In the context of the summer course: “The New World (Dis) Order and the Challenge of Social Justice: Ethics and the Decolonial Option”, Josh T Franco and Fabián Barba met as participants of the decolonial summer school Middelburg. Below, find abstracts of the interview with Fabián Barba by Josh T. Franco – the full interview can be found here.
Fabián Barba was born in Quito in 1982. He began studying modern dance at the age of 12 in Ecuador. From 2004 to 2008 he studied at PARTS school for Professional Training in Contemporary Dance in Brussels, where he works and resides today.
Interview by Josh T. Franco
We met in the context of the collective Modernity / Coloniality / Decoloniality (MCD). The particular occasion was a two-week Summer course convened by Walter Mignolo in Middelburg, Netherlands. You were searching for company in thinking about particular questions you had of your discipline, dance, that you had not yet found. Did you find what you were looking for in Middelburg?
During the summer course special attention was dedicated to the question of “decolonizing aesthetics,” a conversation that put into my horizon questions I had not even considered and that I could suddenly discuss with artists coming from different disciplinary and cultural backgrounds. To be immersed in that dialogue was an extremely exciting experience that I haven’t finished assimilating; a very disturbing experience as well, because it further upset the already shaken ground I was and am standing on.
You have spoken repeatedly about the relationship of time and place playing out in the fields of Modern and contemporary dance; how work from non-European, non-metropolitan companies is often relegated to an elsewhere time. You have been struck by comments like “that’s so 80’s” from prominent dance critics in regard to some of this work. Johannes Fabian called this the “denial of coevalness,” when geo-politics are articulated temporally, relegating a group or activity to a primitive status. It’s a way of maintaining legacies of coloniality to the benefit of those in old power centers. But you have argued that if we look to the specificity of experience and production in these sites instead of reading them through the terms of these centers–so that they appear merely dated–we might arrive at very different conclusions and possibilities. What might we achieve through such an examination, specifically?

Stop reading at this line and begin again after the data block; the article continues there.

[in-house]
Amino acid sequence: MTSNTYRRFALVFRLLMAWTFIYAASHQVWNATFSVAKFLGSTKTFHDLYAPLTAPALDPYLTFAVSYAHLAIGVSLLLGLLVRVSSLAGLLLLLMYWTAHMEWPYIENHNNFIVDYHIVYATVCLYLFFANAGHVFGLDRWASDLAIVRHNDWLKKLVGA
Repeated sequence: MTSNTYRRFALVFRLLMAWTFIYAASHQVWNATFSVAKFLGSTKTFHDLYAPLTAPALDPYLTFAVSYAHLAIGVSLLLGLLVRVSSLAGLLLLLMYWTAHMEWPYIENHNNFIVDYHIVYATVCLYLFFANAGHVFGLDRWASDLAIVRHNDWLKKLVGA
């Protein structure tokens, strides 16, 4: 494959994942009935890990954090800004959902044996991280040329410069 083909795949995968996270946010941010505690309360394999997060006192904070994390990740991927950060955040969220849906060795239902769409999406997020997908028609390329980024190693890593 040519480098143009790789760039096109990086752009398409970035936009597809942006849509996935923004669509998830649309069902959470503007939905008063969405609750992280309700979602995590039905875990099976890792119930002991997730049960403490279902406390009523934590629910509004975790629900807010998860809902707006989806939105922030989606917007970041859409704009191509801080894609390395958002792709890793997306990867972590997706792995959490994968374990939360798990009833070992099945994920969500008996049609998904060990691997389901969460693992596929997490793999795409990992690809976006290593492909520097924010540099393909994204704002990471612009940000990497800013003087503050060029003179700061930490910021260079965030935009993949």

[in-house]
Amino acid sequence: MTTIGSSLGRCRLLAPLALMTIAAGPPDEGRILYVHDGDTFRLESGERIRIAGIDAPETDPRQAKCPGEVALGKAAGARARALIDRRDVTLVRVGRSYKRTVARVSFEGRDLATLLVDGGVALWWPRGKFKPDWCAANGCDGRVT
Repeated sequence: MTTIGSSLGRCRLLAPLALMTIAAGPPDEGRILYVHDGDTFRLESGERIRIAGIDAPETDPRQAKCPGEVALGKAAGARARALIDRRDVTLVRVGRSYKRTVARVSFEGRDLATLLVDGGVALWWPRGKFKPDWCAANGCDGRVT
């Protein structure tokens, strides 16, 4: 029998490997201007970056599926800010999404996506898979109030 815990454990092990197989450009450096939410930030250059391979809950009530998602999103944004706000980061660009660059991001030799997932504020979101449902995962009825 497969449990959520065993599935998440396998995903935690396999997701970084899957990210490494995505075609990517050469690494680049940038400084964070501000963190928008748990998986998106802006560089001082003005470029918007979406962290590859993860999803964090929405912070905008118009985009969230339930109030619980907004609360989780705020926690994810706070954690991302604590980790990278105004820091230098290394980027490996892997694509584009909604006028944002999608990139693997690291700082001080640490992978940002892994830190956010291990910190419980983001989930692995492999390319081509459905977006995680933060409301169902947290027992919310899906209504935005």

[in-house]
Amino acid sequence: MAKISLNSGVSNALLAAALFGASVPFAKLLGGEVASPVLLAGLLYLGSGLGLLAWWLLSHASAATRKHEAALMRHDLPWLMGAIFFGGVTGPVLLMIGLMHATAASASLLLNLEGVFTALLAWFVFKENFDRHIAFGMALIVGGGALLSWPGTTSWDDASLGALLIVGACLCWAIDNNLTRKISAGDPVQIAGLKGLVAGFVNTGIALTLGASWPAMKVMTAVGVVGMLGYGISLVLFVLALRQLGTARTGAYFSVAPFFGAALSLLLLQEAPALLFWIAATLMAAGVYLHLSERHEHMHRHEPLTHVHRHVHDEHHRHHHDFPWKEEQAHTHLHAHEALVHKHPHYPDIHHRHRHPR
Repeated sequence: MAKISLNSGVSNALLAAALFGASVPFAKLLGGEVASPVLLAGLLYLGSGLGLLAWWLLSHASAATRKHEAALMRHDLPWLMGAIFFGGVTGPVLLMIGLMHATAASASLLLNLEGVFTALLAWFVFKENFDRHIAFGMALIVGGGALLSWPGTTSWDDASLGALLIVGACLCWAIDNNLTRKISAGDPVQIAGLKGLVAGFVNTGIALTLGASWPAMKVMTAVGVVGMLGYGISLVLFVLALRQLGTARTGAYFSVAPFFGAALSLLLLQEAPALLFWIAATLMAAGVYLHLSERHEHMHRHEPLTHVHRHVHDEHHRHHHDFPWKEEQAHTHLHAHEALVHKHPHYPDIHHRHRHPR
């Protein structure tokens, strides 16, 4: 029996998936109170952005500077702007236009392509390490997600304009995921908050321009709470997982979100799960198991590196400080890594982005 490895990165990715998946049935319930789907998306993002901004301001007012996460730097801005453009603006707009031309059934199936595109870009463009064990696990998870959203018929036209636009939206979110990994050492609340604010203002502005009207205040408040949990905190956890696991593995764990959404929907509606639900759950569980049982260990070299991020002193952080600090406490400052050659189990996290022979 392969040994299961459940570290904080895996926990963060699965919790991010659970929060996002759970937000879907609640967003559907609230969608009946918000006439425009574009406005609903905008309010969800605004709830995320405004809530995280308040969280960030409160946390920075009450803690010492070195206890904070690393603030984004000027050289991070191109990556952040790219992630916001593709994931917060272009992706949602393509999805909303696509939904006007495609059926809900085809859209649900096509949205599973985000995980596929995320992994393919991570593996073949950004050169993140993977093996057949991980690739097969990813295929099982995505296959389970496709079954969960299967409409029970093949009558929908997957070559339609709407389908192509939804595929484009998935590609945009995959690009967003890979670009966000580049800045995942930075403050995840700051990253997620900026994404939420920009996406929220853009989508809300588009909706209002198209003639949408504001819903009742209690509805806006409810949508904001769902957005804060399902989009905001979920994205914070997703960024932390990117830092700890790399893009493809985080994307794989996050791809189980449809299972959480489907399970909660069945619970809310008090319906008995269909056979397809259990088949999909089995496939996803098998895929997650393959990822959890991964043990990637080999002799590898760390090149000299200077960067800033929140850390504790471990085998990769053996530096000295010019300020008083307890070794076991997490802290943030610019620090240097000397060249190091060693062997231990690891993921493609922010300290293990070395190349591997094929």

Modern dance in Quito is not the same as contemporary dance in Brussels. The kind of modern dance I practiced in Quito could be accurately described as modern dance in that its technical, aesthetic and ideological premises filiate it to other modern dance traditions as they have emerged in different parts of the planet. To say that the dance I practiced in Quito is modern is not a problem by itself. The problem is when the contemporaneity of modern dance is denied. The main problem with this, is that if modern dance in Quito is an anachronism, then the only thing left for it to do is to “catch up” to the present exemplified in the work created in the centers. This thinking parallels this sentence by Marx quoted in Chakrabarty’s ProvincializingEurope: “[the] country that is more developed industrially only shows, to the less developed, the image of its own future.” This would annihilate the capacity of dancers in Quito to define their own artistic project, subjugating their practice to the assimilation of a project designed elsewhere: coloniality at its purest!
Read the full interview here.
In 2013 Fabián performed a Mary Wigman Dance Evening as part of the 4th decolonial summer course in Middelburg.